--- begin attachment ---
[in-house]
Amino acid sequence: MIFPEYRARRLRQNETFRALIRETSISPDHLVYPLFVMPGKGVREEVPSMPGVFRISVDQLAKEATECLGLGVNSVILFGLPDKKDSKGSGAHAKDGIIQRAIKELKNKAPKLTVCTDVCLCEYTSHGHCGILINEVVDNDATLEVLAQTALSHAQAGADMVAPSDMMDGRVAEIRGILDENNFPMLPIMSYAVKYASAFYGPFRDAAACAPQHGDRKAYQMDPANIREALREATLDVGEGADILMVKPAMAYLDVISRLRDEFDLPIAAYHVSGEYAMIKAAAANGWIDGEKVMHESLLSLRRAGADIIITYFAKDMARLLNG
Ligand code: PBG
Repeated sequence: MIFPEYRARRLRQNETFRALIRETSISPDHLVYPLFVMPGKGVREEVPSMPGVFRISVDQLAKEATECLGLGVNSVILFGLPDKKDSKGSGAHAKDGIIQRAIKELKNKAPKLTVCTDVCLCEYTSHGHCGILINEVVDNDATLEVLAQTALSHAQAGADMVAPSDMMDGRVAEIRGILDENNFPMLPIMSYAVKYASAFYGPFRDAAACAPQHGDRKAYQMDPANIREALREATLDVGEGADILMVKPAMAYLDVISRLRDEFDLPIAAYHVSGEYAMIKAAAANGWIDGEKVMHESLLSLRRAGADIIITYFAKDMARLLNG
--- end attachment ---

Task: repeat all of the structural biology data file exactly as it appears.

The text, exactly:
[in-house]
Amino acid sequence: MIFPEYRARRLRQNETFRALIRETSISPDHLVYPLFVMPGKGVREEVPSMPGVFRISVDQLAKEATECLGLGVNSVILFGLPDKKDSKGSGAHAKDGIIQRAIKELKNKAPKLTVCTDVCLCEYTSHGHCGILINEVVDNDATLEVLAQTALSHAQAGADMVAPSDMMDGRVAEIRGILDENNFPMLPIMSYAVKYASAFYGPFRDAAACAPQHGDRKAYQMDPANIREALREATLDVGEGADILMVKPAMAYLDVISRLRDEFDLPIAAYHVSGEYAMIKAAAANGWIDGEKVMHESLLSLRRAGADIIITYFAKDMARLLNG
Ligand code: PBG
Repeated sequence: MIFPEYRARRLRQNETFRALIRETSISPDHLVYPLFVMPGKGVREEVPSMPGVFRISVDQLAKEATECLGLGVNSVILFGLPDKKDSKGSGAHAKDGIIQRAIKELKNKAPKLTVCTDVCLCEYTSHGHCGILINEVVDNDATLEVLAQTALSHAQAGADMVAPSDMMDGRVAEIRGILDENNFPMLPIMSYAVKYASAFYGPFRDAAACAPQHGDRKAYQMDPANIREALREATLDVGEGADILMVKPAMAYLDVISRLRDEFDLPIAAYHVSGEYAMIKAAAANGWIDGEKVMHESLLSLRRAGADIIITYFAKDMARLLNG